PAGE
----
Repository logo

Neuroimaging correlates of cognitive impairment and dementia in Parkinson's disease.

Change log


Su, Li 
Williams, Guy B 
O'Brien, John T 


There has been a gradual shift in the definition of Parkinson's disease, from a movement disorder to a neurodegenerative condition affecting multiple cognitive domains. Mild cognitive impairment (PD-MCI) is a frequent comorbidity in PD that is associated with progression to dementia (PDD) and debilitating consequences for patients and caregivers. At present, the pathophysiology underpinning cognitive impairment in PD is not established, although emerging evidence has suggested that multi-modal imaging biomarkers could be useful in the early diagnosis of PD-MCI and PDD, thereby identifying at-risk patients to enable treatment at the earliest stage possible. Structural MRI studies have revealed prominent grey matter atrophy and disruptions of white matter tracts in PDD, although findings in non-demented PD have been more variable. There is a need for further longitudinal studies to clarify the spatial and temporal progression of morphological changes in PD, as well as to assess their underlying involvement in the evolution of cognitive deficits. In this review, we discuss the aetiology and neuropsychological profiles of PD-MCI and PDD, summarize the putative imaging substrates in light of evidence from multi-modal neuroimaging studies, highlight limitations in the present literature, and suggest recommendations for future research.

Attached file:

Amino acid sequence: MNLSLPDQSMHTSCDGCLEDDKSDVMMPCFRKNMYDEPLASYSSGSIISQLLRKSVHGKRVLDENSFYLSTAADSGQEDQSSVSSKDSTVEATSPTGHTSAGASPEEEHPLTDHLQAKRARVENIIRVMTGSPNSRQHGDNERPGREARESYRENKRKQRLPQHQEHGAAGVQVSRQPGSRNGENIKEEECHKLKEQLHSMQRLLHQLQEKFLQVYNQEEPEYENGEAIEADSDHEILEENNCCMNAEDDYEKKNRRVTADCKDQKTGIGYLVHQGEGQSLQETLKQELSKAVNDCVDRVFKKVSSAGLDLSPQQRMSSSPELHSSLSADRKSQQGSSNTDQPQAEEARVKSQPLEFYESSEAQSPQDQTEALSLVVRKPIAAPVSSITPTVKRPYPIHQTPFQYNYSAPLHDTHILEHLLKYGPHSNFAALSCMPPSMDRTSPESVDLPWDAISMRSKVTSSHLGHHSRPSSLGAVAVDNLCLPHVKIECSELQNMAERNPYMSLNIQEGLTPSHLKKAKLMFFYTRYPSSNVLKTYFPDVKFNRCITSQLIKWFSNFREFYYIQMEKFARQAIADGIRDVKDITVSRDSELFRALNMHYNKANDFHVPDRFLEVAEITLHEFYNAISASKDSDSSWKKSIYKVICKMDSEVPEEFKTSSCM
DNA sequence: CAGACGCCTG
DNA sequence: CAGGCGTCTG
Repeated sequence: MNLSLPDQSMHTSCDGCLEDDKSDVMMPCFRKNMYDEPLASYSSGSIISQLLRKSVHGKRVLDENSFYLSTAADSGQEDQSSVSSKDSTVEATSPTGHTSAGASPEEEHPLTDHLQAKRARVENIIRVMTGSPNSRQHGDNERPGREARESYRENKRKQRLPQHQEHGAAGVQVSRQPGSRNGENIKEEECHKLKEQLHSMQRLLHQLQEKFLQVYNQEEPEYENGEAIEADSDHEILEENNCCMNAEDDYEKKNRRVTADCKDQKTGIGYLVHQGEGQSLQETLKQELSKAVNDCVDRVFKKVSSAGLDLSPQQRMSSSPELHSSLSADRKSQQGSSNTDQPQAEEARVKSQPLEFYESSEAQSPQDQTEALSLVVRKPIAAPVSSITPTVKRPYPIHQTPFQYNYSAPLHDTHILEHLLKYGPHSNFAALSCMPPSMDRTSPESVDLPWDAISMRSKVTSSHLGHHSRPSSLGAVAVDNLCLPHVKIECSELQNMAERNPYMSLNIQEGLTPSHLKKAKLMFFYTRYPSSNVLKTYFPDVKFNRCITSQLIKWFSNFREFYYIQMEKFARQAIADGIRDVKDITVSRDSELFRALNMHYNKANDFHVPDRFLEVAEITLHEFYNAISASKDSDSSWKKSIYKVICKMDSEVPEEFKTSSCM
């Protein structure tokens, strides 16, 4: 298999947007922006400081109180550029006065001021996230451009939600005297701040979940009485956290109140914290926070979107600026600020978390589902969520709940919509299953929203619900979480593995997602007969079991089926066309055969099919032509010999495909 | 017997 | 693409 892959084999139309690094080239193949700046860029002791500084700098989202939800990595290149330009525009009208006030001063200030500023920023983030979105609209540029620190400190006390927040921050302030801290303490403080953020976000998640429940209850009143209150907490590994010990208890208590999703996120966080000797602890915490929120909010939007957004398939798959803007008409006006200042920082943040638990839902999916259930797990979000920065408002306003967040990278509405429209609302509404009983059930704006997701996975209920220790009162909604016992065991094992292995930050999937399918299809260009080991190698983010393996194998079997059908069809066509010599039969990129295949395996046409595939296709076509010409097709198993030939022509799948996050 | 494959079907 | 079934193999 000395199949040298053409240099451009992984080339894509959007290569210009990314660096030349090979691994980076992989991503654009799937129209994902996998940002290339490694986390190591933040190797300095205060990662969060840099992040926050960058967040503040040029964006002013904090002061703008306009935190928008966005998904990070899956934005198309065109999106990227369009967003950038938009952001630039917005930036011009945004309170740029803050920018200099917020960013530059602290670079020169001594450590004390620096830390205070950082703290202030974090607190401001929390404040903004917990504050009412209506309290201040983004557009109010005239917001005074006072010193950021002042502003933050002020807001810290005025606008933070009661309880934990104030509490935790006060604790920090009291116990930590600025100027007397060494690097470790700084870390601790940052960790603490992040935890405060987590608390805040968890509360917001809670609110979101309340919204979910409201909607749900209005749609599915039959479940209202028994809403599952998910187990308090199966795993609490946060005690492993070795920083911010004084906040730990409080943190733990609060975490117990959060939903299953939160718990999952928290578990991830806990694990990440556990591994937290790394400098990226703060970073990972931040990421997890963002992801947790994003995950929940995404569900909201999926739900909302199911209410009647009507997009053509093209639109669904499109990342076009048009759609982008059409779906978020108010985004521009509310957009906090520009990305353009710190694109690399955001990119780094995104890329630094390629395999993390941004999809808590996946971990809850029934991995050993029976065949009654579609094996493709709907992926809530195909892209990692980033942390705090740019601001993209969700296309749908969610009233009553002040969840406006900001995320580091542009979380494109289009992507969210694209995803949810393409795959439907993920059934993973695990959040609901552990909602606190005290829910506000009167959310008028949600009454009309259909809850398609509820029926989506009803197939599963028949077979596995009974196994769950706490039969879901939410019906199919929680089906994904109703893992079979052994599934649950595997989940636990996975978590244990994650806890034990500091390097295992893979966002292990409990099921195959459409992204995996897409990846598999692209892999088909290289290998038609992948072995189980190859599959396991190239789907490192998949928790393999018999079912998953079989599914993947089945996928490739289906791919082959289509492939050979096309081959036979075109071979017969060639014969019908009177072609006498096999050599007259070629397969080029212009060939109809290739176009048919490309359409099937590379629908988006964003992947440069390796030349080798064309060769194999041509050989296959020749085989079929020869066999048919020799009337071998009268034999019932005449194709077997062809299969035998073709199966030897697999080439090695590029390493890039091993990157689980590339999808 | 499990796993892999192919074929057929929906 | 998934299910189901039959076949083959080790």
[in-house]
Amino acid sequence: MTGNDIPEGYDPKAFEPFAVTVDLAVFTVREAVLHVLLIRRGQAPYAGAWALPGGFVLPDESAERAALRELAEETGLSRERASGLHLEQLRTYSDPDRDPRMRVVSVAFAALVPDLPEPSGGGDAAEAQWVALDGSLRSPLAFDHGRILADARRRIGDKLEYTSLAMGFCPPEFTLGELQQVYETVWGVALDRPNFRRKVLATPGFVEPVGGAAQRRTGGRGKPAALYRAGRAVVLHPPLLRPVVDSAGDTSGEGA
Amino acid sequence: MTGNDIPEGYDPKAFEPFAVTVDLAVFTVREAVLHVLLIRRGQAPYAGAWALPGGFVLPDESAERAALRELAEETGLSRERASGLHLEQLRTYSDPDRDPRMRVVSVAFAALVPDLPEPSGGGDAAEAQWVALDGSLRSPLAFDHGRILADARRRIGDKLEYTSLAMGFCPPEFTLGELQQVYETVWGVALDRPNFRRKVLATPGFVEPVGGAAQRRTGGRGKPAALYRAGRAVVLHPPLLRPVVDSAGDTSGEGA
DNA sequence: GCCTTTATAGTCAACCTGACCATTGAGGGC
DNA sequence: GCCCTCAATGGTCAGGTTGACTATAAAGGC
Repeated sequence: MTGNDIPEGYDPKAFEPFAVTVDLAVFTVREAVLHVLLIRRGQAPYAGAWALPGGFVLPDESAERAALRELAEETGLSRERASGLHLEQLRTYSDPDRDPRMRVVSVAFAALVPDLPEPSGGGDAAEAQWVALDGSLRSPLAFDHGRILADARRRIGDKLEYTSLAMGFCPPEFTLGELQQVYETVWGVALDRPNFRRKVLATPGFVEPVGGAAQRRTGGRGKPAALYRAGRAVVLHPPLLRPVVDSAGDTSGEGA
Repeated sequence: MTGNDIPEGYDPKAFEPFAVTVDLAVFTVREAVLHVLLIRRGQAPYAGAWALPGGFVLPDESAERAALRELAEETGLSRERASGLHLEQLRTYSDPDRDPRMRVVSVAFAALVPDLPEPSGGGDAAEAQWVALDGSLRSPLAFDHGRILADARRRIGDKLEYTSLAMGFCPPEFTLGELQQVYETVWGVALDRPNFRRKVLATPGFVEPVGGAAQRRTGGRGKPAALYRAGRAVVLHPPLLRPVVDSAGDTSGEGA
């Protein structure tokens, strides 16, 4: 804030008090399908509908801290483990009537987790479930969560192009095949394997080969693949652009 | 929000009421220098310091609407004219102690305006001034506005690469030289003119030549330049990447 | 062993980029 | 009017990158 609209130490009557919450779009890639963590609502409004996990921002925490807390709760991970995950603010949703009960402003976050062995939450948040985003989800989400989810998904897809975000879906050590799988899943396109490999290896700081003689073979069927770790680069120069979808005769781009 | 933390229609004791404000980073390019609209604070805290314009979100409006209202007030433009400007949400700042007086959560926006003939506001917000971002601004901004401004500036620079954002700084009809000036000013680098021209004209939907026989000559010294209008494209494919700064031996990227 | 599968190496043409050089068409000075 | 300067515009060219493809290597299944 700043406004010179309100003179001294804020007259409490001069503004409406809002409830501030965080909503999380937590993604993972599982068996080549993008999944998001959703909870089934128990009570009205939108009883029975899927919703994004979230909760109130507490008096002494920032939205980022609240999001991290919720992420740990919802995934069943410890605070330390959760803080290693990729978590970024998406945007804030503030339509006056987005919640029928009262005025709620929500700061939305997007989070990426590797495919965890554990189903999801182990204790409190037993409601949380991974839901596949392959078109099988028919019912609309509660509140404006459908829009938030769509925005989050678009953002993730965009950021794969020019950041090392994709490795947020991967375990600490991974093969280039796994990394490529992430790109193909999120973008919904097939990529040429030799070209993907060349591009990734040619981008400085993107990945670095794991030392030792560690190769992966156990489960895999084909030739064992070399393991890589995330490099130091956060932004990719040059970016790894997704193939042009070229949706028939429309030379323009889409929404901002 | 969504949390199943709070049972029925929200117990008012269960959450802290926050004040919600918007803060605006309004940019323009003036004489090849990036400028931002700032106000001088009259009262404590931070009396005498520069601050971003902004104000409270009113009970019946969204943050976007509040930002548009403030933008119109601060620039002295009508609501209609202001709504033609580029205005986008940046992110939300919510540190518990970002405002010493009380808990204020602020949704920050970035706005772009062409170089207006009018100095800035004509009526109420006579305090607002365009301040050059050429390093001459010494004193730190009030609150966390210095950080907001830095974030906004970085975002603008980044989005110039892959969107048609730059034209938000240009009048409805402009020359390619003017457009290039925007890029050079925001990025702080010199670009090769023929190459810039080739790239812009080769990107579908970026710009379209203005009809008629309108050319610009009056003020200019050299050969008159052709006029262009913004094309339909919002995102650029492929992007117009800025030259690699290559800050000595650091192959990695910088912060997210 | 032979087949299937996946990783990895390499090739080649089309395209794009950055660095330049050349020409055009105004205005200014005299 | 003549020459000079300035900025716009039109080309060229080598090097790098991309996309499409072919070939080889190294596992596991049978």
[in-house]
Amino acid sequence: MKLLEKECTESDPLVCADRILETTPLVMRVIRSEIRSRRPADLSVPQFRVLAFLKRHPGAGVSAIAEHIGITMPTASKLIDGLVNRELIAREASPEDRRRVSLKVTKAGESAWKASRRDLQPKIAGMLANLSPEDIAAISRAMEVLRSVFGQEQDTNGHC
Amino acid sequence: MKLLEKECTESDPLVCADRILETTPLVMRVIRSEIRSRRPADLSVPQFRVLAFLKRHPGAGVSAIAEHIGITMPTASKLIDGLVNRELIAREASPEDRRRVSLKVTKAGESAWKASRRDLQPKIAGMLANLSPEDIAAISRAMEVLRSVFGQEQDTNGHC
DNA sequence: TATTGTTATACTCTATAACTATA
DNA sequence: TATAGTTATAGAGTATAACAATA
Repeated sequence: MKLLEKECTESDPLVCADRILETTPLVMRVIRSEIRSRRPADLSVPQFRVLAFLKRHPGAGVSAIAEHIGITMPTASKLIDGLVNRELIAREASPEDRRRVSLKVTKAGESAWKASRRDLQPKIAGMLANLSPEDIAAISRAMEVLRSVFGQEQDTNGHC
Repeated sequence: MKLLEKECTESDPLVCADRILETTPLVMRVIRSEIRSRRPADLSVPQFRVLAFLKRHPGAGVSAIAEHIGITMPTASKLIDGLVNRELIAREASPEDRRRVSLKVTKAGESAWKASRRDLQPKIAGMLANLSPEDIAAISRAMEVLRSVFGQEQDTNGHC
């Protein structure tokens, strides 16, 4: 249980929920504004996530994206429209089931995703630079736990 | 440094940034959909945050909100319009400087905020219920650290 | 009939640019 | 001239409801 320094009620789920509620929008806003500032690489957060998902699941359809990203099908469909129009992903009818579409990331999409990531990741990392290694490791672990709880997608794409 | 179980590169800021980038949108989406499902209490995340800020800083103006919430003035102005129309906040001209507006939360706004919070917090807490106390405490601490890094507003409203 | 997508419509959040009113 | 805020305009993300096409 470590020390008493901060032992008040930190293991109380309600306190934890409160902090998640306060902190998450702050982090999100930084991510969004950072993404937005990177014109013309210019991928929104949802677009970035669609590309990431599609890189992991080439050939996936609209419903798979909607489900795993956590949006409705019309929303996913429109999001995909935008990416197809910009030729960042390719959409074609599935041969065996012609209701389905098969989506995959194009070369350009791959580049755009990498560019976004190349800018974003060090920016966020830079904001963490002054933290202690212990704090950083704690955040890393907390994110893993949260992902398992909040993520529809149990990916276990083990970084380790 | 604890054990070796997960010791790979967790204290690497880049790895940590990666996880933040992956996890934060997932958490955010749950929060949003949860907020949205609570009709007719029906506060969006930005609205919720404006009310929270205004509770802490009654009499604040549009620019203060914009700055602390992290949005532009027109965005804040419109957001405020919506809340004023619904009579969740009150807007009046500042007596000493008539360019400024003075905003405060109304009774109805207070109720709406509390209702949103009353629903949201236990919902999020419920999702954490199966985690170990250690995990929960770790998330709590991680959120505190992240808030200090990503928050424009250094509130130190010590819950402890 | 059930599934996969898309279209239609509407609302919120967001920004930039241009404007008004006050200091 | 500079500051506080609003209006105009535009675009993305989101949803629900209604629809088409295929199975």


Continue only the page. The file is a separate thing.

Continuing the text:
Cognitive impairment, Lewy bodies, MRI, Neuroimaging, Parkinson's disease, Brain, Cognitive Dysfunction, Dementia, Disease Progression, Humans, Neuroimaging, Parkinson Disease

Journal Title

Parkinsonism Relat Disord

Conference Name

Journal ISSN


Volume Title



Elsevier BV
This work was supported by the NIHR Biomedical Research Unit in Dementia and the Biomedical Research Centre awarded to Cambridge University Hospitals NHS Foundation Trust and the University of Cambridge, and the NIHR Biomedical Research Unit in Dementia and the Biomedical Research Centre awarded to Newcastle upon Tyne Hospitals NHS Foundation Trust and the Newcastle University. Elijah Mak was in receipt of a Gates Cambridge PhD studentship.